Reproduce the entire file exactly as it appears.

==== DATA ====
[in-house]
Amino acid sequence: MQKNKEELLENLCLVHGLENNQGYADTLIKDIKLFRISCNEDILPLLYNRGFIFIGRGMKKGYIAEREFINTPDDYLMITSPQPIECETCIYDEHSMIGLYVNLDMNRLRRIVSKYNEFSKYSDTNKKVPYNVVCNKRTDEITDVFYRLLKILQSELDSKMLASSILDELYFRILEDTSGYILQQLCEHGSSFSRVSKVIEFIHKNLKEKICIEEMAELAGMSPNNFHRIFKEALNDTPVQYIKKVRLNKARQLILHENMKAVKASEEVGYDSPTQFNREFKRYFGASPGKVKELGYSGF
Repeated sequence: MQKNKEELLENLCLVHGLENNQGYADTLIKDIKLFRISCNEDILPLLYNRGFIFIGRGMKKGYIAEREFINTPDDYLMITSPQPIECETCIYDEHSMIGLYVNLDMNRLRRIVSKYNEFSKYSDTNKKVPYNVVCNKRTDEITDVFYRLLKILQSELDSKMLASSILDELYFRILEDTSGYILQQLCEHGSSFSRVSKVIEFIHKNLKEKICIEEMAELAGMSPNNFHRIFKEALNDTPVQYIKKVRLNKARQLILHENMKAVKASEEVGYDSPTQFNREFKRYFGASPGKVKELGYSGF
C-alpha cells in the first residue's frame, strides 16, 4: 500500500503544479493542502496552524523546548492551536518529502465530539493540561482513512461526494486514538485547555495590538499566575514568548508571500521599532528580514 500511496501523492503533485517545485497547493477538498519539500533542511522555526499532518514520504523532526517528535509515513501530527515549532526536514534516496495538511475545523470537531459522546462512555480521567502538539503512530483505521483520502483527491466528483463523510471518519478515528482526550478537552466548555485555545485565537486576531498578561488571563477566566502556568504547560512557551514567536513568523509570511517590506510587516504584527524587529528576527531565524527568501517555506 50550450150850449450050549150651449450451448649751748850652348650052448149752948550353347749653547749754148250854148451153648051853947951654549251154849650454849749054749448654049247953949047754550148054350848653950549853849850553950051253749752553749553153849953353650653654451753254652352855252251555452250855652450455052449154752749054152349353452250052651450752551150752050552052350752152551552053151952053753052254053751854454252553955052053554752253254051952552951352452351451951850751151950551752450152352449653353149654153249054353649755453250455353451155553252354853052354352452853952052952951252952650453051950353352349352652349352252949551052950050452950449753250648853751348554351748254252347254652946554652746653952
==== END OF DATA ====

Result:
[in-house]
Amino acid sequence: MQKNKEELLENLCLVHGLENNQGYADTLIKDIKLFRISCNEDILPLLYNRGFIFIGRGMKKGYIAEREFINTPDDYLMITSPQPIECETCIYDEHSMIGLYVNLDMNRLRRIVSKYNEFSKYSDTNKKVPYNVVCNKRTDEITDVFYRLLKILQSELDSKMLASSILDELYFRILEDTSGYILQQLCEHGSSFSRVSKVIEFIHKNLKEKICIEEMAELAGMSPNNFHRIFKEALNDTPVQYIKKVRLNKARQLILHENMKAVKASEEVGYDSPTQFNREFKRYFGASPGKVKELGYSGF
Repeated sequence: MQKNKEELLENLCLVHGLENNQGYADTLIKDIKLFRISCNEDILPLLYNRGFIFIGRGMKKGYIAEREFINTPDDYLMITSPQPIECETCIYDEHSMIGLYVNLDMNRLRRIVSKYNEFSKYSDTNKKVPYNVVCNKRTDEITDVFYRLLKILQSELDSKMLASSILDELYFRILEDTSGYILQQLCEHGSSFSRVSKVIEFIHKNLKEKICIEEMAELAGMSPNNFHRIFKEALNDTPVQYIKKVRLNKARQLILHENMKAVKASEEVGYDSPTQFNREFKRYFGASPGKVKELGYSGF
C-alpha cells in the first residue's frame, strides 16, 4: 500500500503544479493542502496552524523546548492551536518529502465530539493540561482513512461526494486514538485547555495590538499566575514568548508571500521599532528580514 500511496501523492503533485517545485497547493477538498519539500533542511522555526499532518514520504523532526517528535509515513501530527515549532526536514534516496495538511475545523470537531459522546462512555480521567502538539503512530483505521483520502483527491466528483463523510471518519478515528482526550478537552466548555485555545485565537486576531498578561488571563477566566502556568504547560512557551514567536513568523509570511517590506510587516504584527524587529528576527531565524527568501517555506 50550450150850449450050549150651449450451448649751748850652348650052448149752948550353347749653547749754148250854148451153648051853947951654549251154849650454849749054749448654049247953949047754550148054350848653950549853849850553950051253749752553749553153849953353650653654451753254652352855252251555452250855652450455052449154752749054152349353452250052651450752551150752050552052350752152551552053151952053753052254053751854454252553955052053554752253254051952552951352452351451951850751151950551752450152352449653353149654153249054353649755453250455353451155553252354853052354352452853952052952951252952650453051950353352349352652349352252949551052950050452950449753250648853751348554351748254252347254652946554652746653952